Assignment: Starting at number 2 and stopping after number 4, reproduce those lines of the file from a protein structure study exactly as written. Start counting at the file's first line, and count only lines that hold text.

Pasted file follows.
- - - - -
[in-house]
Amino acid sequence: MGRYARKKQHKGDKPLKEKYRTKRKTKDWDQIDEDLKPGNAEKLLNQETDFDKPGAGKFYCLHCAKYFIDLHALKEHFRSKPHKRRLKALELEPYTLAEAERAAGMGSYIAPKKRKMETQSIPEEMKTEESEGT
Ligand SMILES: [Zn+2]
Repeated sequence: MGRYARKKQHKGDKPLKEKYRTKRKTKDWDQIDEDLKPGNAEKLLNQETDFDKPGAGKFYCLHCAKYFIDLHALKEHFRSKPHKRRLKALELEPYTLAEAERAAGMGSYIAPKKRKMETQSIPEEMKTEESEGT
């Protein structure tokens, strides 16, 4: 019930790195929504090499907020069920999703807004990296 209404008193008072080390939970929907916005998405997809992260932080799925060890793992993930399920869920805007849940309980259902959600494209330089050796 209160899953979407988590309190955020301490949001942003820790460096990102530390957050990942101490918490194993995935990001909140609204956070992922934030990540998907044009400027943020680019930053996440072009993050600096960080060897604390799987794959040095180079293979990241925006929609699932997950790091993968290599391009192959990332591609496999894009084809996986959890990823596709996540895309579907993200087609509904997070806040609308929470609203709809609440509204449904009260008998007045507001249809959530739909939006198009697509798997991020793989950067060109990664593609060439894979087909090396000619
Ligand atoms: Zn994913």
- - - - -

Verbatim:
Amino acid sequence: MGRYARKKQHKGDKPLKEKYRTKRKTKDWDQIDEDLKPGNAEKLLNQETDFDKPGAGKFYCLHCAKYFIDLHALKEHFRSKPHKRRLKALELEPYTLAEAERAAGMGSYIAPKKRKMETQSIPEEMKTEESEGT
Ligand SMILES: [Zn+2]
Repeated sequence: MGRYARKKQHKGDKPLKEKYRTKRKTKDWDQIDEDLKPGNAEKLLNQETDFDKPGAGKFYCLHCAKYFIDLHALKEHFRSKPHKRRLKALELEPYTLAEAERAAGMGSYIAPKKRKMETQSIPEEMKTEESEGT